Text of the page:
ROCKLAND COUNTY, N.Y. -- A Monsey shopping center owner is asking Ramapo to allow the formation of a Business Improvement District, which would, he says, make the hamlet’s commercial center safer, cleaner and more attractive.
Joseph Brachfeld, owner of Town Square Center, said a “well-organized” BID would bring businesses together to make downtown Monsey a first-class experience for residents, drivers and shoppers.”
The 31-store shopping plaza and the Evergreen Market, have, he said, already brought a “dramatic upgrade to the Monsey/Spring Valley border.”
Brachfeld is proposing that business owners get together to pay for things such as trash collection, pedestrian safety and landscaping. The shopping center would be the biggest contributor, he said.
Brachfeld is also hoping to build a 600-unit housing development next to his Route 59 property, according to a report by lohud.com.
There are currently no such districts in Rockland -- Pearl River considered, but rejected forming one -- but in Westchester, across the river, there are three – in Yonkers, Peekskill and White Plains.
Through his attorney, Ryan Karben, the businessman has asked Ramapo to start the process of forming the district, but, to date, town officials have not responded.
The town would have to invoke Article 19A of the General Municipal Law to get the ball rolling, Karben said.
The process includes convening a meeting of potential members to discuss the boundaries, mission and budget of the BID.
“Downtown Monsey is a thriving residential and commercial community and a BID will bring sharper focus to the need for a fully ammenitized commercial district, potentially including litter patrol, first in class landscaping and improvements to pedestrian safety,” Karben’s letter to the town said.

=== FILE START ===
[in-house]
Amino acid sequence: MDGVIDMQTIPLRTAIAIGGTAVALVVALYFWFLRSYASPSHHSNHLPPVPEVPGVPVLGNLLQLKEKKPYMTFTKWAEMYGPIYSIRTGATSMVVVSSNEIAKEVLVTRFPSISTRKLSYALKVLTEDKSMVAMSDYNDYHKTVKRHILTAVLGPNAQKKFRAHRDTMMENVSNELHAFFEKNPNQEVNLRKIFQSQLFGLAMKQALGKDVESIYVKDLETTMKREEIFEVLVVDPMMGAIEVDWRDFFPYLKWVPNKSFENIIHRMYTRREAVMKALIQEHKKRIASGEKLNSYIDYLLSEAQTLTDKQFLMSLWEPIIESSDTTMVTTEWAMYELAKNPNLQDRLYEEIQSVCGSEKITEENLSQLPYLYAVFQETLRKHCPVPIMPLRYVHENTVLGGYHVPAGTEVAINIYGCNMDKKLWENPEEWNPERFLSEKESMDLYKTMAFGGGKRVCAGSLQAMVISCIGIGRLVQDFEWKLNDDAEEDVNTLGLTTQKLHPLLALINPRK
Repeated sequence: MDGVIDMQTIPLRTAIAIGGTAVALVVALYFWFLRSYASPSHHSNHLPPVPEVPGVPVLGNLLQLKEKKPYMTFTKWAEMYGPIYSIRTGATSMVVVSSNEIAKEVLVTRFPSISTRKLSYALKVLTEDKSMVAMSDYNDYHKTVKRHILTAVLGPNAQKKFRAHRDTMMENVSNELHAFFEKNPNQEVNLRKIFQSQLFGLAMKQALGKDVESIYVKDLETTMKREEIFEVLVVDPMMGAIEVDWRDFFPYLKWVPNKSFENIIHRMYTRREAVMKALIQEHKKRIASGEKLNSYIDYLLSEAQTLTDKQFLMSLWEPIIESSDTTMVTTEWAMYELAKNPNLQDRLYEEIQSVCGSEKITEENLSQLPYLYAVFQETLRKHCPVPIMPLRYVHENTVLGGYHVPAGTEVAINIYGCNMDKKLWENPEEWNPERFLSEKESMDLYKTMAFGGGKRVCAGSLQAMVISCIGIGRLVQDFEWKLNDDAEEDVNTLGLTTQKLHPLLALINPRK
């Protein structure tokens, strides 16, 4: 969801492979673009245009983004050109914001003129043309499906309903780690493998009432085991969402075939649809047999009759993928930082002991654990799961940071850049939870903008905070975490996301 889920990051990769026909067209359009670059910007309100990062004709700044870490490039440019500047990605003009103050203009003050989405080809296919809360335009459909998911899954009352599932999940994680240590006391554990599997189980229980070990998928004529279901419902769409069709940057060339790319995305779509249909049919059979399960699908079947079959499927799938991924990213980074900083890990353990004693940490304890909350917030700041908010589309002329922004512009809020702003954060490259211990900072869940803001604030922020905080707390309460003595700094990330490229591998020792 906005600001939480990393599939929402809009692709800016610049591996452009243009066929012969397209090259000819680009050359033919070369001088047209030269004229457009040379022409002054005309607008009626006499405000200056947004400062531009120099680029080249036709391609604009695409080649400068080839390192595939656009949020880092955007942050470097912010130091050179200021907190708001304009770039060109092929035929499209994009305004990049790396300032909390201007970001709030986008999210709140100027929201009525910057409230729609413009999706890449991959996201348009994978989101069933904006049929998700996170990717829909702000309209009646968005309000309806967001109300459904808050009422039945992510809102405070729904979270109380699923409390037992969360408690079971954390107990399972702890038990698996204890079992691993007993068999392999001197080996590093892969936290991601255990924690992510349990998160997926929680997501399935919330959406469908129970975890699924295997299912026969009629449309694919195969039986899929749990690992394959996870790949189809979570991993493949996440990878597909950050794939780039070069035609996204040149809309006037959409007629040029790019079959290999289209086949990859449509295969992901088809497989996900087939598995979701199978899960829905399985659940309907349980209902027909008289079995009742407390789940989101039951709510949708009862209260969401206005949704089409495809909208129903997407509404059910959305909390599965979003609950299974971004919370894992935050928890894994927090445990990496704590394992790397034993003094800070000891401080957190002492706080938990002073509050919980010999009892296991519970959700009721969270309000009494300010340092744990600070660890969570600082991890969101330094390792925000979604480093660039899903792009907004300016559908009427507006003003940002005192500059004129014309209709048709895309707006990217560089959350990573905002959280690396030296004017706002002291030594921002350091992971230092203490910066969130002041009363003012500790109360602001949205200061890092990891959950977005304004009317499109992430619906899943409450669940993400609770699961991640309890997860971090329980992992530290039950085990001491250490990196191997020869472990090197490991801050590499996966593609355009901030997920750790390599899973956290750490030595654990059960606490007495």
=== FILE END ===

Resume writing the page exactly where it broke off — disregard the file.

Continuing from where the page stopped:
The proposed district’s boundaries could run along both sides of Route 59 from the Ramapo/Spring Valley border on the east (Atrium Plaza) to Remsen Avenue on the west.
The BID could also extend north from the Route 59/Route 306 intersection to Maple Avenue, Karben said.
Michael Tauber, manager of the 15-store Monsey Mall on Route 59 said he thinks a BID “would strengthen and uplift” the downtown area.
He added he was looking forward “to participating in this exciting community endeavor."
Karben cited a study done by the Furman Center for Real Estate and Policy that found that, in general, BIDs do increase the “vitality and attractiveness of their communities."
But, the center also said its findings indicate that the overall effect of a BID depends on its size, location and “mix of properties.”
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